• The resort being managed by Sri Lankan team it’s understandable that the management somehow might think they are somehow immune to criticism especially with regards to the close connections they enjoyed under the former regime and warm and cozy relations with the then minister Dr Shaugy but where criticism deemed necessary it’s justifiable. As is the case now. This attitude to staff and the thinking of being untouchable is very bad for business and those who are to score or to get score points from these protests need to take heed from this. An era has passed, a new government is in place and old connections to tourism ministry are not as strong as it was. Yes I am talking about being able to bribe the tourism minister and high society will be a little bit difficult now for many reasons.
Bandos is obviously one of the pioneers of tourism in Maldives and has created precedents in almost all fields of relevance for a resort in Maldives.
Bandos is a first to provide provident fund benefits to staff in Maldives as well the first one to preempt labor law provisions among the many that can be sung to her praise. Mention also has to be made of the “family effect” created in Bandos and is a unique feature of the island few disagrees. These being the most obvious pros of the resort there are also cons.
One such might have been the top brass team the ever so kind Mr. Deen forever mistakes to be honest and yet all the while he is only fooled by appearance. From as early as 1990 there were consistent rumors that managers misappropriate company and left Mr. Deen in the lurch. And the trend hasn’t stopped yet. According to reliable sources who work in Bandos things are so bad that Mr. Deen has finally given upon judgment on others and assigned the task of day to day running of the resort to a daughter so that he wouldn’t be swindled again. The current batch of management staff are said to be not in favor of this appointment and an atmosphere of a family feud appears to be in the making. The problem seems to be lack of trust with recent revelations that top management staffs were involved in smuggling out costly hardware items without knowledge of the owners. Little wonder while most resort owners in Maldives moved up from humble beginnings, Mr. Deen seems to be stuck forever in a level plain thanks to unwavering trust to anyone who demands to be trusted.
There is a popular Sri Lankan fable in which a kind hearted barber takes money only from affluent persons for his services while letting go of the poor for free. One day an ‘elua’ (a goat) notices how kind this barber is, decides that he needs a hair cut among other things…
First it was Reethi Rah resort staff followed by Anantara staff in solidarity with them, next comes Medhuparu staff all demanding basically that the resorts follow the rule of law. Quite simple eh?
But the managements of these resorts don’t seem to agree.
Here are some points to ponder:
• At anantara the HR has teamed up with Universal Group to get clarifications of the various points of the law basically because the HR is headed by an expat (expats are more cautious when it comes to matters of law and rightly so…) but the point here is that as one of the most reputed staff friendly resort as Anantara is they have chose then worst possible partner to discuss staff issues. Universal Resorts Group is renown for its notoriety to staff and Anantara stands to loose from such collaborations at least in reputation.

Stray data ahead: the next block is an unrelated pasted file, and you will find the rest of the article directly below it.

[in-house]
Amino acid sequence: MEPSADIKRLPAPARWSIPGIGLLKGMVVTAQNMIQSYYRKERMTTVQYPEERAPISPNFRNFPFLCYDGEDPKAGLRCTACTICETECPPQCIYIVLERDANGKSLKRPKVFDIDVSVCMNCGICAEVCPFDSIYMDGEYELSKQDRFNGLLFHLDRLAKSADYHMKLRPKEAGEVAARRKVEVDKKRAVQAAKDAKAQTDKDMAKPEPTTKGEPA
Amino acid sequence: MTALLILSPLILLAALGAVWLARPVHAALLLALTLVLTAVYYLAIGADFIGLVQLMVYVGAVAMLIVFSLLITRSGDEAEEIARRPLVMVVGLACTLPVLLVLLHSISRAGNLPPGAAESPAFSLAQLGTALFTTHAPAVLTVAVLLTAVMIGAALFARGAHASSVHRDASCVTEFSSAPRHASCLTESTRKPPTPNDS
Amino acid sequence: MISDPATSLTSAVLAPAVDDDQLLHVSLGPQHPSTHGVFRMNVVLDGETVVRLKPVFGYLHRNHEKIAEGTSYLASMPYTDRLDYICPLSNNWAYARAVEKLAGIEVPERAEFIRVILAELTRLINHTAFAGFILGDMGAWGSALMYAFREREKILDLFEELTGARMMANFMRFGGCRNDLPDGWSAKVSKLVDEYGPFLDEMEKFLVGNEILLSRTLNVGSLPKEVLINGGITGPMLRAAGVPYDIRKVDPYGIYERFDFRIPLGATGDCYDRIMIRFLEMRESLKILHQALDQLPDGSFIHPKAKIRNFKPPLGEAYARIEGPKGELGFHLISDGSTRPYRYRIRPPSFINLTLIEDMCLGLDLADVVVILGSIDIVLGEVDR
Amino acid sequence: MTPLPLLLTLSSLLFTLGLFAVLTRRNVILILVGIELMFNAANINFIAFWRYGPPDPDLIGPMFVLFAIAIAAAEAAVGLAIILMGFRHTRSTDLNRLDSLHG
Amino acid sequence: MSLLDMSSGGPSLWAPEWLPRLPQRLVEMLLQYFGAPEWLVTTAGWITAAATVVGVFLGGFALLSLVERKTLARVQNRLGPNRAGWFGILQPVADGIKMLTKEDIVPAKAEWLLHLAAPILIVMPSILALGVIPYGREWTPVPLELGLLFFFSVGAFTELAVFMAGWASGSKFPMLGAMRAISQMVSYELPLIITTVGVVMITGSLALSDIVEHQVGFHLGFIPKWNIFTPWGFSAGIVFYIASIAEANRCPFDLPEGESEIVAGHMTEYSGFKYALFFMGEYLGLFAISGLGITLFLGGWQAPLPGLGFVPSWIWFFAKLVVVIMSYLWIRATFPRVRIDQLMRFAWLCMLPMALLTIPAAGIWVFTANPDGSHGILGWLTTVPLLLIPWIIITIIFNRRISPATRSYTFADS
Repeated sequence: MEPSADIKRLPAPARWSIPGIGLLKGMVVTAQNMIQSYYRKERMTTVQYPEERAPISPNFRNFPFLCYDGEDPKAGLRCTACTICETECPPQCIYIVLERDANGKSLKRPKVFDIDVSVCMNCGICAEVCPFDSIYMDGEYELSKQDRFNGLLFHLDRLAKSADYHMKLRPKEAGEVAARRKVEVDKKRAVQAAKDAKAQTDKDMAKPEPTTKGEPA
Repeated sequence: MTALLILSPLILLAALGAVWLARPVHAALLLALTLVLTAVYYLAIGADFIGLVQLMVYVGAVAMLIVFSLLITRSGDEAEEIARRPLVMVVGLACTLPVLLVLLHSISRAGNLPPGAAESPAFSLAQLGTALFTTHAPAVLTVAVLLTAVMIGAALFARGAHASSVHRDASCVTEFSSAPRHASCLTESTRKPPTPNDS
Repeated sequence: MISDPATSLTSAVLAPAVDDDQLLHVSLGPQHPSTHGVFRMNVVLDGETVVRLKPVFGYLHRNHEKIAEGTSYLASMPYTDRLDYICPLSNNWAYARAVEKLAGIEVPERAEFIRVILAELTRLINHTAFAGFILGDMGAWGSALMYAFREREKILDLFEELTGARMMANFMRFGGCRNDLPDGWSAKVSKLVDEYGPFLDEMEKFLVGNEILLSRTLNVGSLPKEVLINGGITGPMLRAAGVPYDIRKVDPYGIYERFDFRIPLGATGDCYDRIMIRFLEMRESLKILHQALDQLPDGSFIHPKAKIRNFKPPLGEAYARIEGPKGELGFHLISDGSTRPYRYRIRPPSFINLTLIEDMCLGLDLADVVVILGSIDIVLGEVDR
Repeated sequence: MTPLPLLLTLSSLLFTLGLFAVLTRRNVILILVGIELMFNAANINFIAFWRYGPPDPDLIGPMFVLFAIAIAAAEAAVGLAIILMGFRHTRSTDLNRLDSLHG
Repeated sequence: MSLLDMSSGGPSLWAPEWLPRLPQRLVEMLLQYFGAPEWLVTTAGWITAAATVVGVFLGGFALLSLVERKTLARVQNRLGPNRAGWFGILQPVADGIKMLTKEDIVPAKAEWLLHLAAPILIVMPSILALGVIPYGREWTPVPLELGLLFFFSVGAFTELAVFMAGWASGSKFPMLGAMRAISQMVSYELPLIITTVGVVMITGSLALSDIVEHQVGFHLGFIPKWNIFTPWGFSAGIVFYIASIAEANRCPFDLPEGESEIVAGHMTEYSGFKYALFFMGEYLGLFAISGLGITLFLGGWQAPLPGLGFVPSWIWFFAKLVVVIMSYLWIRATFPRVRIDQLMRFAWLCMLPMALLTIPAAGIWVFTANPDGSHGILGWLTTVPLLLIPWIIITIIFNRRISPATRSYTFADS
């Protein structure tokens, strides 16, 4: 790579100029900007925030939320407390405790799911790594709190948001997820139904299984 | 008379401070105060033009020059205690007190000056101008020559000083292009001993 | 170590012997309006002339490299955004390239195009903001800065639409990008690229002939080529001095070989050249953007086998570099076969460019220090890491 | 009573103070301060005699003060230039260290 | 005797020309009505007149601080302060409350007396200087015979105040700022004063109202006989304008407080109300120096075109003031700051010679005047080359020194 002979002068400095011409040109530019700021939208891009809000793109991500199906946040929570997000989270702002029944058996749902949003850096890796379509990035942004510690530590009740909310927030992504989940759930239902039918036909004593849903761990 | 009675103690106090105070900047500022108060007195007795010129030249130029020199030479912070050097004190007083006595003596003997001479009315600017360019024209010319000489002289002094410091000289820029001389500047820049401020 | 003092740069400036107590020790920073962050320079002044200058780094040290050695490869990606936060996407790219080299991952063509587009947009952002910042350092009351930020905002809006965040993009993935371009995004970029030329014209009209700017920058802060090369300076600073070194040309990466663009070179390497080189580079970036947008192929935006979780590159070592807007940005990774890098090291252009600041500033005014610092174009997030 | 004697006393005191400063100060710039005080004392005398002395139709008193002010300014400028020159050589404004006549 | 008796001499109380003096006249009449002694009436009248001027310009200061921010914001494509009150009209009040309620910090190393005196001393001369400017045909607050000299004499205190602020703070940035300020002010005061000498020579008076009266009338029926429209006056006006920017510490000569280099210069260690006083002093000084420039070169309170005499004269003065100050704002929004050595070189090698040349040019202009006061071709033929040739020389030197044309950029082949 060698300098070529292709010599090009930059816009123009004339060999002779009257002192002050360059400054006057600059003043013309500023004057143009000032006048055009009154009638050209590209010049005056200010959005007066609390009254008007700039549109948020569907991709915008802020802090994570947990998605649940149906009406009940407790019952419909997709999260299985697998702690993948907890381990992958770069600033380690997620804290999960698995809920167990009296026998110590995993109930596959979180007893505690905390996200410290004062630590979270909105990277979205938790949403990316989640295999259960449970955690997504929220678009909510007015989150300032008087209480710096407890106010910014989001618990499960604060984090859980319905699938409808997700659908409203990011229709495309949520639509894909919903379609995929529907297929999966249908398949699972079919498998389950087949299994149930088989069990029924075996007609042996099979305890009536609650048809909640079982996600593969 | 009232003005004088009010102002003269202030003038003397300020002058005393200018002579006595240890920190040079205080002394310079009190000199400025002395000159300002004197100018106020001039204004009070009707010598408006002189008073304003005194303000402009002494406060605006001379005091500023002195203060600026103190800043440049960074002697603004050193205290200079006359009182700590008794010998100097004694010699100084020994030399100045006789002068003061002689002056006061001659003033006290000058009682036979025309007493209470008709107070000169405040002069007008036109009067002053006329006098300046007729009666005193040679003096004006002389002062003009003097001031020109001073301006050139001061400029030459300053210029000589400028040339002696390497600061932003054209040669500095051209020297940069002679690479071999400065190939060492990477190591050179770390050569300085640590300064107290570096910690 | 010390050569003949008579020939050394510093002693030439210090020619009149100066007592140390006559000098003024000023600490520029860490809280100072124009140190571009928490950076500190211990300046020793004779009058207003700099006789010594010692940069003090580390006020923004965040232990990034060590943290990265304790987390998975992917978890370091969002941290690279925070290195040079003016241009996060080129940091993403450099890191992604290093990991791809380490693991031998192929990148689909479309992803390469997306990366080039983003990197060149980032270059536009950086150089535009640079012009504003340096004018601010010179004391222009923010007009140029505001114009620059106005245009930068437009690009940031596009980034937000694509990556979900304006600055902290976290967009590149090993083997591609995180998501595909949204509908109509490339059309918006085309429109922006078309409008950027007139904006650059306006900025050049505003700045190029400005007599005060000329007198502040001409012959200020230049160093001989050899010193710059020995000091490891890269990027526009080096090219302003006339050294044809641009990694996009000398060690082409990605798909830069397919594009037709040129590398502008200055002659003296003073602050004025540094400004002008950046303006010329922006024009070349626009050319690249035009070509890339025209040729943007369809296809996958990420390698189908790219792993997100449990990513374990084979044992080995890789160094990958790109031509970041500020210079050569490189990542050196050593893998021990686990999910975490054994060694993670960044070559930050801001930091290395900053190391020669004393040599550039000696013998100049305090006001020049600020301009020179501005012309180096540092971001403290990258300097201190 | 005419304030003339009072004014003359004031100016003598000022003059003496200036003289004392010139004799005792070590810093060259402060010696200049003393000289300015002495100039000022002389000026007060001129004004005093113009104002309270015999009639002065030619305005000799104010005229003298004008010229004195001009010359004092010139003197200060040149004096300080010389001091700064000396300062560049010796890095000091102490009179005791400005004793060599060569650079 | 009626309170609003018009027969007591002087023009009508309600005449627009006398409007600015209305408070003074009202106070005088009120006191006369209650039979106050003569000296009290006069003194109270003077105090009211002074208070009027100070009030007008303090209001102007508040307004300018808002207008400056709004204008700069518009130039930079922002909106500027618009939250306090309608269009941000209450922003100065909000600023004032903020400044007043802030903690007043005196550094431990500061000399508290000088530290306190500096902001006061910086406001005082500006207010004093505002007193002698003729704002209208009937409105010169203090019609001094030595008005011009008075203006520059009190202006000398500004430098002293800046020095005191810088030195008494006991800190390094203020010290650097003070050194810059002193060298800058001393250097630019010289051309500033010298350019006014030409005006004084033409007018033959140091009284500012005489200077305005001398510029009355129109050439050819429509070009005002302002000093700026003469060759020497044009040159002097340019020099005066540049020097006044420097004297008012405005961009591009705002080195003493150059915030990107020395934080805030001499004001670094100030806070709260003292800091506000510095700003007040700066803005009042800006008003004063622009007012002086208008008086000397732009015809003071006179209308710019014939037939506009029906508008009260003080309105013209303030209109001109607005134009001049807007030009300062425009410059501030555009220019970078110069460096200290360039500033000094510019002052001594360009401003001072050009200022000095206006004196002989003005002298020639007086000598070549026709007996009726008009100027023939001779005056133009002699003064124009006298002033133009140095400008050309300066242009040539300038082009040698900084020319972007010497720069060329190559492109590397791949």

• W Maldives by far the best employer in terms how much service charge they can pay to staff also has agreements with Universal Group as they have lease agreements of 2 islands from the group but w Maldives doesn’t seem to be as fond of asking clarification of every clause of law from Universal Group lawyers. Y?
• Compared to Anantara Bandos Island is basically a one man job with Mr. Waheedu Deen as the owner and yet Bandos has preempted compliance to the labor law even before the law came in force. While Anantara boasts many hotel properties worldwide it is still struggling to follow through compliance to labor law.
• The 8 hours work to be deduced from a clause of the labor law was interpreted by Anantara lawyers as meant to mean 8 hours work exclusive of meal times and rest times etc etc. if this same logic is applied to all ranges of work in equal measure to resort workers, some workers will fail to do their 8 hours work no matter how hard they try. Take for example the case of telephone operator. If work is meant in this case the time spent in work then a telephone operator’s work consists of talking on phone and call timers in pabx system will be the best indicator of the work he or she did on a particular shift or day. Now it remains to be seen whether an average size resort’s operator can talk 8 hours call time in 24 hours! I doubt this.
• Although Anantara management like all managements reiterate that they don’t temper with service charge its simply not true… like Gayoom said. Lol. The proof lies in 2 staff meetings where the management said they would have to deduct some monies from service charge for damages caused by staff (1 was the case of a flat screen tv which was broken by construction staff, another was a time when some monies were stolen from a guest room).
Many more points to come…
Send ur comments and happy reading!